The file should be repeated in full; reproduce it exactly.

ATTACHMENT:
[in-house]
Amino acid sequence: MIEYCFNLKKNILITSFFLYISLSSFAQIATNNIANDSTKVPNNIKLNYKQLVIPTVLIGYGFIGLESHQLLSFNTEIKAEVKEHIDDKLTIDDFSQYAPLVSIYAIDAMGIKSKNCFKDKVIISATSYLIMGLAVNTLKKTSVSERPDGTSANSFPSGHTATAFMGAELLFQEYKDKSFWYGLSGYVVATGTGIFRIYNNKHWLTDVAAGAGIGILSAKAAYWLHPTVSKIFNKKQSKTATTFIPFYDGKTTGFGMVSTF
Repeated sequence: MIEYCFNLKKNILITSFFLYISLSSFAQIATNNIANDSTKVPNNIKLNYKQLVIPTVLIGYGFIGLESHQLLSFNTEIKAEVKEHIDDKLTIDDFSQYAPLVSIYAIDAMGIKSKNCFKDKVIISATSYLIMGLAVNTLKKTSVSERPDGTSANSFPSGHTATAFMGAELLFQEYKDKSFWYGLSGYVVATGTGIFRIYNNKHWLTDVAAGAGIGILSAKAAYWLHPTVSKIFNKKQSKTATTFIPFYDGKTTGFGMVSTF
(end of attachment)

[in-house]
Amino acid sequence: MIEYCFNLKKNILITSFFLYISLSSFAQIATNNIANDSTKVPNNIKLNYKQLVIPTVLIGYGFIGLESHQLLSFNTEIKAEVKEHIDDKLTIDDFSQYAPLVSIYAIDAMGIKSKNCFKDKVIISATSYLIMGLAVNTLKKTSVSERPDGTSANSFPSGHTATAFMGAELLFQEYKDKSFWYGLSGYVVATGTGIFRIYNNKHWLTDVAAGAGIGILSAKAAYWLHPTVSKIFNKKQSKTATTFIPFYDGKTTGFGMVSTF
Repeated sequence: MIEYCFNLKKNILITSFFLYISLSSFAQIATNNIANDSTKVPNNIKLNYKQLVIPTVLIGYGFIGLESHQLLSFNTEIKAEVKEHIDDKLTIDDFSQYAPLVSIYAIDAMGIKSKNCFKDKVIISATSYLIMGLAVNTLKKTSVSERPDGTSANSFPSGHTATAFMGAELLFQEYKDKSFWYGLSGYVVATGTGIFRIYNNKHWLTDVAAGAGIGILSAKAAYWLHPTVSKIFNKKQSKTATTFIPFYDGKTTGFGMVSTF